Thousands of people who have deferred taking their state pension benefits may be missing out on hundreds of pounds' worth of support with the cost of their energy bills. Pension experts say that many people deferring their pensions do not realise they have to make a specific claim for this cash as a result of the deferral.
The winter fuel allowance, worth between £100 and £300 a year to most pensioners, depending on their age and circumstances, is automatically paid to everyone judged as qualifying in a set week of the year, typically during late September. Anyone receiving their state pension qualifies for the payment, which is paid during November or December.
However, increasing numbers of people have chosen to defer drawing their state pensions, or to suspend the benefit for a limited period. Where people have other income to fall back on, deferral can often make sense, because it qualifies them for a higher state pension when they do claim.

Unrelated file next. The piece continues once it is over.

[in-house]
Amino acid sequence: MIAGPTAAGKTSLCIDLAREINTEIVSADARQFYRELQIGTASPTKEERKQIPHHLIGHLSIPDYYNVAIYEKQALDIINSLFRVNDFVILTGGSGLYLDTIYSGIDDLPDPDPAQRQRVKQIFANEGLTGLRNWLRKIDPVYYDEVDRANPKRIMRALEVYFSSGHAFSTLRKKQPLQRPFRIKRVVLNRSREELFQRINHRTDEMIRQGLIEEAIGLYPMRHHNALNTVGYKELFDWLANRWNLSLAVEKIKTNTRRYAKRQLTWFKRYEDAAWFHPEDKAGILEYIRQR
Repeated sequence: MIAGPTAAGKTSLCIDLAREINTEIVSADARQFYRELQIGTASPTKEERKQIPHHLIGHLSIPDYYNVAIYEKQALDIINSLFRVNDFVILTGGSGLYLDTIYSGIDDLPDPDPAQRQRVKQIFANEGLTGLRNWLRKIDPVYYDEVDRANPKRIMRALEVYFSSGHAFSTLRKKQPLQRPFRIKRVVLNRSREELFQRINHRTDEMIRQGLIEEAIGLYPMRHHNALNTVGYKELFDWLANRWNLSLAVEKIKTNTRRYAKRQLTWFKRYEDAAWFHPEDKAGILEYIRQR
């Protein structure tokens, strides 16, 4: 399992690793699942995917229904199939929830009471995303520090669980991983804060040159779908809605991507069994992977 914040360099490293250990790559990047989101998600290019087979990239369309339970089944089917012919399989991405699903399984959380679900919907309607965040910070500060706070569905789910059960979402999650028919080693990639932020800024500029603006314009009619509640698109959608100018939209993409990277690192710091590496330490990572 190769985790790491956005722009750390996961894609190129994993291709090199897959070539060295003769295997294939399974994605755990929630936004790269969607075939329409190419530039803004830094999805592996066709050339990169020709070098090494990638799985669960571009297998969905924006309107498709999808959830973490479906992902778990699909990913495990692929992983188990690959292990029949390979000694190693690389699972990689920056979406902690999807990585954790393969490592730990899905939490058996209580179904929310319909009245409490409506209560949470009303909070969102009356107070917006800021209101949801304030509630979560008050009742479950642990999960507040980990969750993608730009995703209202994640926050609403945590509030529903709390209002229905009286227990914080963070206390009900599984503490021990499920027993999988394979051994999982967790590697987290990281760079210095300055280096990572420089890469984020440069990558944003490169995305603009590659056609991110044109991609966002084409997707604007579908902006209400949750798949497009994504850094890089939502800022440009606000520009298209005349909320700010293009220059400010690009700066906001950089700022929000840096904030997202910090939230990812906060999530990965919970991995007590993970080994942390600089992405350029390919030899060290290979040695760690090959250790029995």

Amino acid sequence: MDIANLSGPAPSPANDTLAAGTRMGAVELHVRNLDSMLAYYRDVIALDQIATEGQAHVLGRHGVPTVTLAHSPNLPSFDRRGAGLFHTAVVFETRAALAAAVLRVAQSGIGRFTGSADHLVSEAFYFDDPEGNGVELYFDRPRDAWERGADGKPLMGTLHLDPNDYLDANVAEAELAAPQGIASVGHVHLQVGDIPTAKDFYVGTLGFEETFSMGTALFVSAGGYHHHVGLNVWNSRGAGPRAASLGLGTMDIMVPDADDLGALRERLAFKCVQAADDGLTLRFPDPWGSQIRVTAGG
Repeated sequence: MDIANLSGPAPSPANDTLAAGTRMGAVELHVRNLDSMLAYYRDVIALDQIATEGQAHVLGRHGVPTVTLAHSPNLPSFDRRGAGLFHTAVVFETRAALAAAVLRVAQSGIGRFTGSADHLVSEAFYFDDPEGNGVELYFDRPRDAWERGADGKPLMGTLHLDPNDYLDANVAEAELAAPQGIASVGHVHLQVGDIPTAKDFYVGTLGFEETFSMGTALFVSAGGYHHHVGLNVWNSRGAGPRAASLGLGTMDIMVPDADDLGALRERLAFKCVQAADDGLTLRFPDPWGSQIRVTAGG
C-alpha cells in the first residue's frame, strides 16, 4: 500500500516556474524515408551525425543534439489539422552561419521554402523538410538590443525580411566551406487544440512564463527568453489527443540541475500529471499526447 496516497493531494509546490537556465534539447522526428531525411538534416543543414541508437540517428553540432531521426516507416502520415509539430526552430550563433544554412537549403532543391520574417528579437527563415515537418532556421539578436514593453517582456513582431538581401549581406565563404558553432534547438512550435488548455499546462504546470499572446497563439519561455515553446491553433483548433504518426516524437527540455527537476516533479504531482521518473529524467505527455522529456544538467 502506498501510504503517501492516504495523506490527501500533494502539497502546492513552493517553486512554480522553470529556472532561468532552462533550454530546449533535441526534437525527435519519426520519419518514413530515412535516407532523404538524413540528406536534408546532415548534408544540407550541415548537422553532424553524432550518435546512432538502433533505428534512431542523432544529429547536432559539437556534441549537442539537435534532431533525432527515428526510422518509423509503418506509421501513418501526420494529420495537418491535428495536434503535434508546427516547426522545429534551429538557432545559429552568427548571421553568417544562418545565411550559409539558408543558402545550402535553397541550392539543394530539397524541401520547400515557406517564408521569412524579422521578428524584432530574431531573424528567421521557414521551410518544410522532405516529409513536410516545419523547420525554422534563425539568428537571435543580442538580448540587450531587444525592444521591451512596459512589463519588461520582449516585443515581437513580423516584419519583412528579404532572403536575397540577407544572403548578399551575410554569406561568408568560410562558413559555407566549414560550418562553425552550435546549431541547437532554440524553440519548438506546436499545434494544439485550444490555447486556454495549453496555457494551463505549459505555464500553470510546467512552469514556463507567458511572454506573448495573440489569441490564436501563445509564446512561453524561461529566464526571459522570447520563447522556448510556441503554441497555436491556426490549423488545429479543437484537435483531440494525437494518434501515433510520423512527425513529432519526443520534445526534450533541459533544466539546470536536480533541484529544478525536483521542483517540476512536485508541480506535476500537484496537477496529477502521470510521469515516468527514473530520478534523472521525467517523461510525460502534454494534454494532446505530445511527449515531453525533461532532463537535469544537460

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Unfortunately, while such people are entitled to the winter fuel allowance the qualifying criteria include everyone eligible for state pension benefits, even if they're not claiming them they do not receive the money automatically. Instead, they are expected to claim the payments from the Department for Work and Pensions (DWP).
The DWP says that it advises people at the time they opt to defer their state pension that they will need to make a specific claim for the winter fuel allowance, but advisers believe significant numbers of people fail to do so. Claims cannot be backdated, so those who fail to claim in a particular year lose the money for good. See Gov.uk/winter-fuel-payment or call the DWP on 03459-151515.
David Prosser is a regular MoneyWeek columnist, writing on small business and entrepreneurship, as well as pensions and other forms of tax-efficient savings and investments. David has been a financial journalist for almost 30 years, specialising initially in personal finance, and then in broader business coverage. He has worked for national newspaper groups including The Financial Times, The Guardian and Observer, Express Newspapers and, most recently, The Independent, where he served for more than three years as business editor.
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